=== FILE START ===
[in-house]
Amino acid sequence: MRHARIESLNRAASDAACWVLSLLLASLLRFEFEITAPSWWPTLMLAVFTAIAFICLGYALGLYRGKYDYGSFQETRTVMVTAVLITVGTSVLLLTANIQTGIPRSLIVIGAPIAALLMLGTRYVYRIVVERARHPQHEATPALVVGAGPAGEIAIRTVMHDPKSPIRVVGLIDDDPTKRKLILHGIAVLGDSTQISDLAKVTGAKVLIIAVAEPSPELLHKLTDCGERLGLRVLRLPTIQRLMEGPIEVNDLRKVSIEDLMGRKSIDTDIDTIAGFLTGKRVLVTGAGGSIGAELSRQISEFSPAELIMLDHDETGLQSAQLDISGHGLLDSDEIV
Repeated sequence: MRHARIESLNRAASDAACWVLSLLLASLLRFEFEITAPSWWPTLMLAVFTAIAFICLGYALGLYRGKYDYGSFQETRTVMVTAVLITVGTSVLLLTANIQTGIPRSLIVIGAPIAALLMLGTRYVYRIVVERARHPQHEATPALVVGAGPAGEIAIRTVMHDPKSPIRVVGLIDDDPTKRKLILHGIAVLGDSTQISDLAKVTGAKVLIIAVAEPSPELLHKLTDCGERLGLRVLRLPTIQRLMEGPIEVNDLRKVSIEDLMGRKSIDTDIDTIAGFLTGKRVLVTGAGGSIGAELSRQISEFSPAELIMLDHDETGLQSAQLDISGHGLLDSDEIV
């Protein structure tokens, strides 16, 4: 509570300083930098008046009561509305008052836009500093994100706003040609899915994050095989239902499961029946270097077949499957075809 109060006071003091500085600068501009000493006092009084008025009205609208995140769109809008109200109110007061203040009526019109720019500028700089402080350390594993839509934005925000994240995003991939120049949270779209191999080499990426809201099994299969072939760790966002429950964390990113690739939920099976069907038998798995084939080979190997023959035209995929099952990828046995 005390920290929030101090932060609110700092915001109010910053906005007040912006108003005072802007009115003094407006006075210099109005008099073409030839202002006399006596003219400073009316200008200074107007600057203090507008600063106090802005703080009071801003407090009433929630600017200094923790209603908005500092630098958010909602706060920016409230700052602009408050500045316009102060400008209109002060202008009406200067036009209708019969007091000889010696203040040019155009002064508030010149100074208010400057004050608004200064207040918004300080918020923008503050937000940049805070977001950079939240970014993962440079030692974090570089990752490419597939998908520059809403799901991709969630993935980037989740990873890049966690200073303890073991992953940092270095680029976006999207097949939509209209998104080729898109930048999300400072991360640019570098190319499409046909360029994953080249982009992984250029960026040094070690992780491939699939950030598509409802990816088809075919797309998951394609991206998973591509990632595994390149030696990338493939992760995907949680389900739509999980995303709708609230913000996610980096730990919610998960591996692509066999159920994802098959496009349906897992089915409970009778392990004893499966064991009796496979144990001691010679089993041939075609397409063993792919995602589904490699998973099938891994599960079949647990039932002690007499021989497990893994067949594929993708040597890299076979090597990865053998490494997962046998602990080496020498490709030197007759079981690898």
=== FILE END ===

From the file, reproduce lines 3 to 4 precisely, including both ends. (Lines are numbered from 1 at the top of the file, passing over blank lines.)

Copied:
Repeated sequence: MRHARIESLNRAASDAACWVLSLLLASLLRFEFEITAPSWWPTLMLAVFTAIAFICLGYALGLYRGKYDYGSFQETRTVMVTAVLITVGTSVLLLTANIQTGIPRSLIVIGAPIAALLMLGTRYVYRIVVERARHPQHEATPALVVGAGPAGEIAIRTVMHDPKSPIRVVGLIDDDPTKRKLILHGIAVLGDSTQISDLAKVTGAKVLIIAVAEPSPELLHKLTDCGERLGLRVLRLPTIQRLMEGPIEVNDLRKVSIEDLMGRKSIDTDIDTIAGFLTGKRVLVTGAGGSIGAELSRQISEFSPAELIMLDHDETGLQSAQLDISGHGLLDSDEIV
């Protein structure tokens, strides 16, 4: 509570300083930098008046009561509305008052836009500093994100706003040609899915994050095989239902499961029946270097077949499957075809 109060006071003091500085600068501009000493006092009084008025009205609208995140769109809008109200109110007061203040009526019109720019500028700089402080350390594993839509934005925000994240995003991939120049949270779209191999080499990426809201099994299969072939760790966002429950964390990113690739939920099976069907038998798995084939080979190997023959035209995929099952990828046995 005390920290929030101090932060609110700092915001109010910053906005007040912006108003005072802007009115003094407006006075210099109005008099073409030839202002006399006596003219400073009316200008200074107007600057203090507008600063106090802005703080009071801003407090009433929630600017200094923790209603908005500092630098958010909602706060920016409230700052602009408050500045316009102060400008209109002060202008009406200067036009209708019969007091000889010696203040040019155009002064508030010149100074208010400057004050608004200064207040918004300080918020923008503050937000940049805070977001950079939240970014993962440079030692974090570089990752490419597939998908520059809403799901991709969630993935980037989740990873890049966690200073303890073991992953940092270095680029976006999207097949939509209209998104080729898109930048999300400072991360640019570098190319499409046909360029994953080249982009992984250029960026040094070690992780491939699939950030598509409802990816088809075919797309998951394609991206998973591509990632595994390149030696990338493939992760995907949680389900739509999980995303709708609230913000996610980096730990919610998960591996692509066999159920994802098959496009349906897992089915409970009778392990004893499966064991009796496979144990001691010679089993041939075609397409063993792919995602589904490699998973099938891994599960079949647990039932002690007499021989497990893994067949594929993708040597890299076979090597990865053998490494997962046998602990080496020498490709030197007759079981690898």